2005 March 18 Friday
Will Democracy Make Middle East Governments More Anti-American?
Washington Post reporter Jefferson Morley, in responding to questions and criticisms from readers, notes that the replacement of dictatorships with democracies in the Middle East may well produce democratic governments that are far more opposed to US policies than the elites in charge of current that will be replaced.
Your question about what would Bush do if democratic forces in the Middle East attempt to defy American interests is very much to the point. Indeed, it is the question of U.S. policy in the Middle East for the foreseeable future.
President Bush said today that tyrants become fearful in the face of democracy. Those "tyrants" (in the case of Egypt and Saudi Arabia) are also reliable American allies who do not cross U.S. policymakers when it comes to oil and Israel. If they are replaced by more democratic but more anti-American governments, what will the U.S. do? Its a very good question.
Democratically elected governments will simultaneously find it easier to resist American demands. At the same time they will find it harder to give into American demands as they will feel pressure to respond to popular wishes in order to remain in office. How will this trend affect US national security? Will these nations with democratically elected governments be better or worse breeding grounds for terrorists and for radical Islamists that help create the environment that breeds terrorism? I'm guessing democratically elected governments will give greater leeway to the radical Islamic clerics and some of those clerics and their followers will make it into government.
A recent poll found that 49% of Lebanese see US influence in the world as mainly negative versus 33% who see it as positive. Muslim and democratic Turkey puts US influence as 62% negative and 18% positive and Muslim and democratic Indonesia sees the US at 51% negative and 38% positive.
Parenthetically, even though our elites have allowed tens of millions of Mexicans to enter and live in the US legally and illegally and the government has granted citizenship to tens of millions and to their children 57% of Mexicans see the US as a negativee influence on the world and only 11% see the US as positive. Perhaps familiarity breeds contempt and resentment. Why don't we try to make the Mexicans a lot less familiar with us by deporting all the illegals and building a barrier on the US-Mexican border to keep them out?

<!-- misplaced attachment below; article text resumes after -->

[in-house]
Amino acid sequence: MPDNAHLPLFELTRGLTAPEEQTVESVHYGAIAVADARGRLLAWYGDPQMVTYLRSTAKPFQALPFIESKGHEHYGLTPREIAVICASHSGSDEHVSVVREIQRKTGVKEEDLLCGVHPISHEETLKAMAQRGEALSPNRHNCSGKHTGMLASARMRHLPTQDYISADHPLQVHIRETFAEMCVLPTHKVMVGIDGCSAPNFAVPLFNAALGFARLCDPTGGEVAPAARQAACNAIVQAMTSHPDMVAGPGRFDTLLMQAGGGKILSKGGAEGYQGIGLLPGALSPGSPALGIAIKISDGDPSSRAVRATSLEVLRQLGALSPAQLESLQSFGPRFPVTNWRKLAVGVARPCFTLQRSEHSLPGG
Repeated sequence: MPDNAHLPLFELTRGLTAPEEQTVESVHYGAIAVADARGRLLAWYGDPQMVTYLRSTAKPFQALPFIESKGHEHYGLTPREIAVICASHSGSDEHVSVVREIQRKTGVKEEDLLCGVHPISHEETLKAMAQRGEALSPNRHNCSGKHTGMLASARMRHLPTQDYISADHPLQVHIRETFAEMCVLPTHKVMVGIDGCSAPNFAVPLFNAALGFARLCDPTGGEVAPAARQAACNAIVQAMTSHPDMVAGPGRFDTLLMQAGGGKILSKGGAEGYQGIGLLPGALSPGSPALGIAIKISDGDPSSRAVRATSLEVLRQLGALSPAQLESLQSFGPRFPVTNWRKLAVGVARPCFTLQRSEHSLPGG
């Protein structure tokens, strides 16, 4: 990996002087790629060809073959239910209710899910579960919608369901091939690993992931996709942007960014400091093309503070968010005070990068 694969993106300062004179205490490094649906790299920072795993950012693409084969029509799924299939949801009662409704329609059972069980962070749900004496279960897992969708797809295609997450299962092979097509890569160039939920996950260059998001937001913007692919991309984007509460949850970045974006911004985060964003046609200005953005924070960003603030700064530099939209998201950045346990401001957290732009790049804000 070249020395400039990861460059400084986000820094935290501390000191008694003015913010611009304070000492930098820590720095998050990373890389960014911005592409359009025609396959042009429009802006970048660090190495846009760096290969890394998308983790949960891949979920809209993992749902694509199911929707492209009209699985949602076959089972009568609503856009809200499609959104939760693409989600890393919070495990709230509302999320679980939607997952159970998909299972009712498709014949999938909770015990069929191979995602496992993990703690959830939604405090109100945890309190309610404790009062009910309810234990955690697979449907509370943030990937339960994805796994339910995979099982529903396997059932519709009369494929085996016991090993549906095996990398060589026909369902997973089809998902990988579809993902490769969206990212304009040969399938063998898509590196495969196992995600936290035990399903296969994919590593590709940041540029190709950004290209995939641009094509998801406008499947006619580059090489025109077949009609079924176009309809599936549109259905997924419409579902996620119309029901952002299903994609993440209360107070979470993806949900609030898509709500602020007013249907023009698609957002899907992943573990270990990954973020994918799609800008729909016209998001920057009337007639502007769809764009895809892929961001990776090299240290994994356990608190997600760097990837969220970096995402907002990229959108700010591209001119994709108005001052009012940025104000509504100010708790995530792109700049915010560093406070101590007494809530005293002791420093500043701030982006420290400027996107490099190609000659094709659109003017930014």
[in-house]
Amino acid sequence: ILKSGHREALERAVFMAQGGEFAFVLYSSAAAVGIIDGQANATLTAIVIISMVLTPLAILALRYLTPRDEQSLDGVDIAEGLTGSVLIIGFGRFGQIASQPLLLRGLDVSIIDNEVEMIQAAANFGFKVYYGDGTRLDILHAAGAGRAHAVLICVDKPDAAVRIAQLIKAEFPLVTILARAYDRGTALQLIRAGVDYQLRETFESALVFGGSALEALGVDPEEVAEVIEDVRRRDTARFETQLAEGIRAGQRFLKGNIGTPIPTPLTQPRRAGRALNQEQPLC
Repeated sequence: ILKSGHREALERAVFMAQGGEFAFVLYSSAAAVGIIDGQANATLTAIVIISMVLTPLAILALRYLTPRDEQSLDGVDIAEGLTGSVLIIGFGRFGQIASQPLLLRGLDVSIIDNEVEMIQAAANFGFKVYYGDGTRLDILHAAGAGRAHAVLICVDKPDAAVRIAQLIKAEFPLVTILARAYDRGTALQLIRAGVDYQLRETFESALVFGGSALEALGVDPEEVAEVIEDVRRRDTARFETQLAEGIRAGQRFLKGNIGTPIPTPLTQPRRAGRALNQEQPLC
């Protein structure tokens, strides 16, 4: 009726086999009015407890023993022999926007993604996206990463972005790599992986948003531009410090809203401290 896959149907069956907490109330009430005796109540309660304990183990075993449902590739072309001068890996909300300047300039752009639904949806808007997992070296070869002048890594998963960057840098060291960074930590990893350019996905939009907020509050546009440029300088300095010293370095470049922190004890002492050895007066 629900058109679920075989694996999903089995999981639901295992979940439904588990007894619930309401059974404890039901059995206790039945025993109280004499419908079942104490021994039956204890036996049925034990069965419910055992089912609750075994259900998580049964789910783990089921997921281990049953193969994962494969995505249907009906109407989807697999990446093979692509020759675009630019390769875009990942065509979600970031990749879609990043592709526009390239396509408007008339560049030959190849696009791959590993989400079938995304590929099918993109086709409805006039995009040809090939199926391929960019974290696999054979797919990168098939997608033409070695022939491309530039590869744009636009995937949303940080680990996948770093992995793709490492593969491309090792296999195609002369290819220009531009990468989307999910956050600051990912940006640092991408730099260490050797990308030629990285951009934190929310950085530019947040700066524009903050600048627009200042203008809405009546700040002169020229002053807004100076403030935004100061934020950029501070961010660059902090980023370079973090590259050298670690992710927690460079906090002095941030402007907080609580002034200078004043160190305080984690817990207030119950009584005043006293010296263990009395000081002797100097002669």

Speaking of democratic processes that do not always produce pro-American or pro-capitalist governments, Steve Sailer observes that the trend in Latin American democracy is running in a very leftist and anti-market direction.
The Tidal Wave of Capitalist Democracy is so ten years ago in Latin America, where leftism is on the rise again ... democratically, of course, while the pro-capitalists are reduced to searching for non-democratic means to prevent leftists from winning elections. In Mexico, Fox conspires with his former enemies in the PRI to find a technicality to prevent the leftist mayor of Mexico City, Lopez Obrador, from running for President in 2006 on the PRD ticket. In Venezuela, the Bush Administration backed a military coup that briefly overthrew the Fidelista president Chavez, until people power in the streets intimidated the military into saying, "Never mind."
As I pointed out in my review of "Hotel Rwanda,' when George W. Bush says "democracy" he actually means, in effect, "Anglo-Saxonism:" in other words, rule of law, checks and balances, independent judiciary, a settled distribution of property, free speech, an open economy, habeas corpus, graciousness in defeat, the urge to compromise, gentlemanly treatment of women, etc.
But what people in oppressed countries hear when he says "democracy" is "majority rule," which is not the same thing.
This difference is missed in most efforts made to measure the prevalence of democracy in the world. For some measures of the difference see the UN Human Development Report 2002 (2.7 Megabytes in PDF format or individual chapters can be downloaded separately - my own experience is that if you download a large PDF to your hard disk and then open it the viewing is faster). For example, check out Figure 1.3 on Acrobat Reader page 30 where between 1980 and 2000 the press in Latin America on average did not become any more free even though Latin America became more democratic over that period of time. Then move forward to page Acrobat Reader page 54 (or document page 38) for the table "A1.1 Subjective indicators of governance". Compare entries in it to Acrobat Reader page 56 (document page 42) entries in table "A1.2 Objective indicators of governance". The A1.1 table has political liberties ratings including press freedom and the A1.2 has measures of how recently elections were held and what the turn-outs were. The press freedom score ranges from 0 to 100 where lower is better. Sri Lanka had a 2001 election with 80% turn-out but has a press freedom score of only 74. By comparison the US and Canada both scored 15 by UN reckoning and Norway scored 5. Granted, any measure of press freedom is imperfect. But the gap between Sri Lanka and Western democracies is huge. On civil liberties where lower is better Sri Lanka scored 4 while most of the Western countries (the US included) scored 1. Well, democracy is not automatically providing Sri Lankans with press freedom and civil liberties protection. I predict it will not do so for Iraqis either.
Democracy is not going to turn the people of the world into Anglo-Saxons. There's an old saying that is applicable to those feeling happy about the spread of democracy: Be careful what you wish for. You may just get it.
I wrote this to a friend on February 5, 2003:
" We have people in the Administration, and their creatures in the press,
telling us that we're going to make Iraq into a succesful democracy. Ha. If
they believe that, they're only proving that weed is a lot stronger than it